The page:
And much akin to how our brain creates a 3D image from two 2D images (stereoscopy – see image one), the brain combines the two separate channels (left and right) and constructs a third dimension, placing the sounds within the space in which we occupy.

‘Virtual barber shop’ – Video


Image one – ‘Stereoscopic views of the Boston Water Works Sudbury River Conduit from Robert Dennis’s collection of stereoscopic views’


Binaural audio is at its best without visual input, allowing the listener to fully envision themselves within its space of origin. Though the effect still persists when accompanied by visual stimulus, it is rather diminished and the intensity of the listeners experience is never fully realised. I’d like to liken it to trying to imagine the world described within a book as you read, only for it to be drowned out by a screaming child on the train.

This is why the binaural audio featured within my horror short, ‘Deadlock‘, will be played to a black screen that continually interrupts the video.


Beyond Photography: Project research – ‘Five Year Diary’

‘Begun in the early 1980s and running to over thirty eight hours of Super 8 film, Anne Charlotte Robertson’s Five Year Diary stands as one of the major works of diary film-making. The films are an intimate and exhaustively narrated chronicle of her daily life in Framingham, Massachusetts and her battles with depression, paranoia, and borderline schizophrenia. Over the course of the Diary, Robertson unflinchingly documents nervous breakdowns and hospitalisations, her obsessive crush on Doctor Who actor Tom Baker, her battles with weight, the side effects of prescription medication and the death of her three-year-old niece, Emily. Though often painfully raw and emotional the diary is not entirely bleak but leavened with self-awareness and humour it becomes a redemptive form of self-therapy which for Robertson ultimately tells the story of a mind’s survival.’


‘Five Year Diary’ is rather curiously, a body of work that in fact spanned 15 years of Anne Charlotte Robertson’s life, not five as its titling would suggest, beginning in 1981 and concluding in 1997. It provides a profoundly intimate insight into her complex struggles with numerous mental health problems, including manic depression, bipolar disorder, paranoia and borderline schizophrenia. Though it lays in stark contrast to the modes in which I have explored my struggles with anxiety (an explicit documentary of real experiences, as opposed to my fictional, metaphorical representation of real experiences) I drew a deep affinity with the significance the outputting and exploration of her experiences through art had on her ability to manage her illnesses.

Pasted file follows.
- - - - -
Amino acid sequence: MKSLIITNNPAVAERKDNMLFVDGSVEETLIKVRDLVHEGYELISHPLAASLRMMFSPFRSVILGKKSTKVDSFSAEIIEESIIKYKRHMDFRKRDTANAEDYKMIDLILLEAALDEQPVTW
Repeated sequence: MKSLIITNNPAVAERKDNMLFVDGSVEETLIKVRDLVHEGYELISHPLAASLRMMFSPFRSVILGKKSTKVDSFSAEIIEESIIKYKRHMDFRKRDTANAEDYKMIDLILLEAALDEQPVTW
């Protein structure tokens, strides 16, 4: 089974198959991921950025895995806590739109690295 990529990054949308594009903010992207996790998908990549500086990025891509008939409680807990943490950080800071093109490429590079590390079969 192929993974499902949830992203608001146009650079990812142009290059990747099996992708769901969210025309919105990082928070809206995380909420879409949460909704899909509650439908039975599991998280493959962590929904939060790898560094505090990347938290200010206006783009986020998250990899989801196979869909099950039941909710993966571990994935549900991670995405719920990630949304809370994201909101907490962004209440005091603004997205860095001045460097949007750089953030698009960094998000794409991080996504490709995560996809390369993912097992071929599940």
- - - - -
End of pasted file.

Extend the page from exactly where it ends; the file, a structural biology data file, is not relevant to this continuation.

Lisa Blackman in her essay, ‘The dissociation of anxiety’ speculates that Robertson’s documenting and exploration of her illnesses through the act of filming allows her to, ‘displace self-control or will as being a distinctly human capacity’. Robertson’s filming then, to paraphrase Blackman can be seen to allow her to, ‘…distribute and extend control (or will) via machines and technologies’. Robertson herself in her synopsis of Five Year Diary, notes, ‘Making my diary has literally saved my life; it is an inspiration to others, that “examining one’s life can help make life worth living”.

Film grants Robertson, not only the ability to establish control in the understanding of her experiences (upon review), but also establish it by means of disconnect from the present, at the very moment she documents them her camera acts as an aperture to a better future. Allowing her to view the present as if reviewing it in the future, as if it was a memory of something she’d already overcome.

The strange temporal displacement and subsequent respite and solace from the present kindly provided to us by the camera, is something I’m sure many can relate to. It reminds me that my project is not only an act of eliciting my experiences in the viewer, but also an act of self-examination and understanding, and subsequently of self-control. Furthermore, it is also a means of disconnect, a welcome respite from my feelings in the present via the vicarious experiencing of future feelings, upon reflection, from a better place.


‘Deadlock’ project: Synopsis

Falling, falling, falling. Weightlessly, hopelessly, you cower, coil and brace awaiting impact, salvation. Deadlock is a veritable nightmare. A spiralling, helpless, dread-filled fall of a nightmare that follows the tragic events that lead a son to murder his beloved mother. Chaotic in construction, chaotic in narrative, Deadlock seeks to mislead, confound and disorientate its viewers. Functioning as a perplexing metaphorical manifestation of the very real and deeply oppressive anxiety that governed its creation. Ultimately, Deadlock in all its chaos and confusion, in all its misleading, hopes to evoke exactly that. To leave the viewer full of doubt, unsure of themselves, of what they’ve just seen, of where the true direction lies.